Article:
Comparisons are apparently odious. He wrote; “Australia, for instance,
    has five times our population and 32 times our land area, an almost
    entirely different climate and is immensely richer in mineral resources.”

    So how is it NZ ranked higher than Australia in per capita incomes in
    the past?

    According to economist Brian Easton, “New Zealand’s GDP per capita was
    just ahead of Australia through the 1950/1 to 1966/7 by around 5
    percent. ”

    NZ joined the OECD in 1973. In 1974 NZ ranked 6th out of 26; Australia,
    7th. The respective incomes were $6054 and $6020. But by 1984 Australia
    had pulled ahead by 8 percent;1994, 23 percent and 2004, 34 percent.

    As for the idea that a bigger population and land mass confers greater
    wealth per capita, tell that to the Chinese and Indians. As ideas go,
    that truly is an absurdity.

    • IrishBill 7.1

      Thankfully I can never see myself agreeing with you , Lindsay.

    • So how is it NZ ranked higher than Australia in per capita incomes in
      the past?

      This was the case before the trade union movement was assaulted and before the new right agenda was foisted on us.

      Just remind me. Does Australia have a flat tax system? How about Sweeden?

      According to your logic Sweeden should be a cot case.

    • BLiP 7.3

      So how is it NZ ranked higher than Australia in per capita incomes in
      the past?

      There are lots of reasons, not the least of them being that Australia didn’t suffer the social costs – which are still filtering through the health, education, justice, and employment systems – and economic stagnation kick started by the very policies Donald and Co are seeking to foist on the community.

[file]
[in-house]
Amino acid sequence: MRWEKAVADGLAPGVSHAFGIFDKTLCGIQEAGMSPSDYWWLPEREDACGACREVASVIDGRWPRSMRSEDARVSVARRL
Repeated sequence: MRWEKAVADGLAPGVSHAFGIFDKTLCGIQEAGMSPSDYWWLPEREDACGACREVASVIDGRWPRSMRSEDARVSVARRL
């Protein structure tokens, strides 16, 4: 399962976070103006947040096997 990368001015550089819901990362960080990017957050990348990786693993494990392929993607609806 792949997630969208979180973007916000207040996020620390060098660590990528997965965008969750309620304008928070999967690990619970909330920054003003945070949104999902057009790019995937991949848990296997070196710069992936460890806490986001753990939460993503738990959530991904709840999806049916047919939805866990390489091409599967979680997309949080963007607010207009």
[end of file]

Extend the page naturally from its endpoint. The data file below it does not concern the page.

What erroneous claims did George make about the flat tax rate?

      – I can’t believe I’m defending a Garth George piece!!!

    • prism 7.4

      Lindsay what are you waffling on about? You have gone and picked all the cherries out of the statistical cake and left the crumby ones alone. The reason why we were doing so well post WW2 is not a secret, and that we were having difficulties in mid 1970’s and then dropped into recession after the cupboard cleaning of the right-wingers in late 1980’s which Oz didn’t carry out with the puritanical approach of NZ under the thumb of sterile economic devotees.

    • RedLogix 7.5

      This reminds me of an old Steve Pierson post Lucky Aussies, they kept their work rights.

      An often neglected, but very revealing index is “Total Employee Compensation/GDP”. If nothing else this index is a strong a measure of the relative market power between employers and employees. Between us Pierson and I noted that for decades Australia and NZ more or less tracked each other within about 5% or so. (I’ve spent the last hour trying to find older data series, but many of the links have changed. I have no hard evidence but I suspect going back into the earlier decades of the 1900’s we probably matched or exceeded Aus at times.)

      Then with the 90’s, especially after the ECA, we plummeted to open up a 10-15% gap (which is a 20-30% gap in absolute wage/salary terms) and there it has remained.

  8. prism 8

    Thinking of Bruce Sheppard’s strong comments about dealing to rorters etc I just turned up a 2006 piece on someone named Manning who had sold properties for $215 million and closed the owning company with no outstanding liabilities. He had been the biggest dealer in the building not weathertight homes. But was found not liable for those problems. He certainly should be in the list of dodginess and deceit.

  9. ak 9